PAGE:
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Object-Oriented Programming in WordPress: Control Structures II

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This post is part of a series called Object-Oriented Programming in WordPress.
Object-Oriented Programming in WordPress: Control Structures I
Object-Oriented Programming in WordPress: Functions and Attributes

If you've been tracking with us throughout this series, then you no doubt know that we're looking at the concepts of object-oriented programming from the beginner's perspective.

Specifically, we're looking at the topic for those who want to familiarize themselves with the paradigm, but also with how to apply the concepts within the context of WordPress; however, before we get into working with object-oriented programming and WordPress, we have to lay the foundation using the basic features that PHP provides.

Ultimately, we're working towards creating a practical example of object-oriented programming by creating a WordPress plugin. But before we do that, there are a few more things that we need to discuss.

If this is your first time reading this series, then I recommend checking out the previous articles as each article in this series builds on the one before it. If, on the other hand, you're someone who is more familiar with object-oriented programming, then you may want to revisit the series once we're getting into the practical application of the ideas.

Up to this point, we've covered the following topics.

  1. An Introduction
  2. Classes
  3. Types
  4. Control Structures: Conditional Statements

In this article, we're going to wrap up our discussion on control structures by looking at the various types of loops that PHP provides.

A Review of Control Structures

If you've read the previous article, then you recall that "control structures" refer to constructs that are provided by the language (in our case, PHP) that allow us to modify how code throughout the program based on a number of conditions.

In the last article, we looked at how we can do this through the use of conditional statements which are statements that will force the program down a path of execution based on a conditional (such as if a variable is set, if a condition is true, and so on).


But that's not the only type of control we have. In addition to conditionals, we have the ability to iterate (or loop) through sets of data so that we can take action on each item in a set of data. We can add data, remove data, display data, sort the data, and much more.

For example, let's assume that we have a set of data, perhaps a set of 10 posts, and that we want to loop through and print out the title and date of each post. Loops allow us to do this.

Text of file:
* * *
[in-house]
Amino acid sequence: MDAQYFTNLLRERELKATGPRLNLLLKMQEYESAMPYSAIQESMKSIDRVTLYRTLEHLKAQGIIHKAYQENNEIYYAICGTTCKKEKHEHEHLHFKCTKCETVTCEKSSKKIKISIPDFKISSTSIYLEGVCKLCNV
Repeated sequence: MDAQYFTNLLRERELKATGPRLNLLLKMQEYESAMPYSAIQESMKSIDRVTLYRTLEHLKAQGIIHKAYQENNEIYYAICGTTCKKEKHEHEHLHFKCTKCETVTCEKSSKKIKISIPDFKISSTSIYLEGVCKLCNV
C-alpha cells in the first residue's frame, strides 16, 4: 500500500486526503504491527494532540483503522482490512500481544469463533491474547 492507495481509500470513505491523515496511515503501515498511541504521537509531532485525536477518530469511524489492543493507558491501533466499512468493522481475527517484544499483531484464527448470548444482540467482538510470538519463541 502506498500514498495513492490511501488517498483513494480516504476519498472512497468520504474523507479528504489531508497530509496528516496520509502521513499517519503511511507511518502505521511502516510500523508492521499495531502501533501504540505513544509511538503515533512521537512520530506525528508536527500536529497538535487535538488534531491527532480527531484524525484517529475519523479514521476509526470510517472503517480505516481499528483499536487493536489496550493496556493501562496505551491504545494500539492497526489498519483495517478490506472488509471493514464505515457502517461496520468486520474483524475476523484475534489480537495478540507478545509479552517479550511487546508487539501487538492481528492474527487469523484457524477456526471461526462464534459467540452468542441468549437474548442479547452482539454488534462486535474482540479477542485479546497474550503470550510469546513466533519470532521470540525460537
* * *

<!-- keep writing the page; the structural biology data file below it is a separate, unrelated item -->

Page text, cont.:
Whatever it is that you're looking to do, there are four types of loops that PHP provides that allow us to loop through sets of data. In this article, we're going to look a examples of each as well as some nuances of each one so that we've got yet another set of control structures that we can use when the time comes to begin writing object-oriented code.

for Loops

The for loop is often considered to be the most complicated of the loops because of the nature of how you write the code. The flow of it reads a bit unnatural.

Typically, we're used to writing code line-by-line such that each instruction is set on a single line; however, with for loops, we have a slightly different approach. First, I'll share a basic example, we'll cover the aspects of it, and then we'll look at a more detailed approach.

Here's a basic example that will count to 10 and will display each number on the screen as it does so:

In the first line of loop (within the parentheses after the for statement), we're doing the following:

  • initializing a variable $i and setting it equal to zero
  • setting a condition for this to continue running while $i < 10
  • incrementing $i by the value of 1 (using the post-increment operator) after each iteration

In the body of the loop, we're simply using PHP's echo function to print the current value of $i. As the loop processes the instructions, we'll see 0 - 9 printed out on the screen (since we're starting at zero and running while $i is less than 10).

Different people have different techniques for how they read code, so the strategy that I am going to recommend may not be the best for you, but when I read these types of loops, I normally read them like this:

With $i starting at zero, and while $i is less than 10, execute the body of the loop, then increment $i by 1. 

The catch is that $i can start at any value, can count up to an arbitrary amount, and can be incremented by any value. 

The more work we do with for loops, the more likely you're going to catch a few things that can optimize performance. For now, however, the basics of the for loop have been covered and the advanced techniques are a bit outside the scope of this particular article.

foreach Loops

foreach loops are similar to for loops as they iterate through a dataset, but they do so sequentially. This means there's no easy way to iterate through every, say, two items in a list (as you can with, say, $i + 2 in for loops).